But Christ not only sets us free from hostility directed against ourselves which we so often then project onto others, but Christ also, in a variety of ways, says to us, "Surprise me," because with freedom goes, on the part of the One who gives the freedom, and this is certainly the way I feel about my own children, "Surprise me, surprise me, delight me, do wild and wonderful things that show me who you are as distinct from me and yet related to me in the fullness of love we share with each other." And I think sometimes we think of God's will in too narrow a way as though there is a terribly specific moment by moment, "you ought, "you should, "you must" that God has in God's consciousness. When I think God says, "I love you. I'm giving you freedom now," theres a variety of things you can do. I mean I feel I could still be a parish priest and I would feel that God was supporting me in that vocation. I don't have to be either a bishop or the presiding bishop in order to do God's will; I just have to be about the kingdom and God's values. And that's the way I think the freedom of God, the will of God works with us. I think God gives us a wide variety of options and says, "Now show up to life, in the fullest of my love for you and do daring and bold things." And one of the great words in the New Testament particularly the Act of the Apostles and the apostolic writings is boldness, boldness. They speak with boldness. "I boldly do this," and all the rest of it. "Be bold," and boldness is one of the gifts of the Resurrection. It's what happens when new life overtakes us and sets us free. We become bold, we become daring, we become surprising often to ourselves. I mean grace often shocks us when it works within us and we find ourselves in situations saying things, doing things that we know in other circumstances we never could possibly do. And that's the way we live into the glorious liberty of the children of God.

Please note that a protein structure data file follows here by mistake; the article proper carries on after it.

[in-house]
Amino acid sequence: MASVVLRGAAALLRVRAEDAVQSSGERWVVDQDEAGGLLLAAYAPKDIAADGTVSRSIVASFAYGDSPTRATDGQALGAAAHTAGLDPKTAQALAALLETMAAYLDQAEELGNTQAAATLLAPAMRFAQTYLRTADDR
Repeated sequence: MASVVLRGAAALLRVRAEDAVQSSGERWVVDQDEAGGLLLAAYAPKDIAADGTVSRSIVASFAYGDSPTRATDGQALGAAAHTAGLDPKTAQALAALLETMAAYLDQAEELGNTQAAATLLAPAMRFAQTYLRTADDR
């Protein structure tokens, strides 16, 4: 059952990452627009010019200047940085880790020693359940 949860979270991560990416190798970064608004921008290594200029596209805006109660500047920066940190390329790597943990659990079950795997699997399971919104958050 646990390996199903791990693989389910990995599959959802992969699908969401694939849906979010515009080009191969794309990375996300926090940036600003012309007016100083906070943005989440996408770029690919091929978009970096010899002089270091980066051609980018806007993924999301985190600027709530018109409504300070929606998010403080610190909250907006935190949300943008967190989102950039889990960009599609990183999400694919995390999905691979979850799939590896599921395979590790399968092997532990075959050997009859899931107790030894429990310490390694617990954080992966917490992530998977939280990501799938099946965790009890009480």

So the question is, are we willing to claim this freedom? Are we willing to give root room to God's wild craziness about us, or do our own sort of self-judgments get in the way? And I hear or think of that wonderful poem by George Herbert, "Love made me welcome, but my soul drew back, guilty of dust and sin, but quick-eyed love pressed on and finally said, 'Shut up, sit down, and eat my need and stop feeding on your self-pity, guilt and shame," and God has to shock us out of that self-preoccupation from time to time.
So are we willing to claim that freedom, give root room to God's wild craziness about us, which is to live into the fullness of our name, our identity, our vocation and missions, which is a life-long developmental process to be pursued with gusto.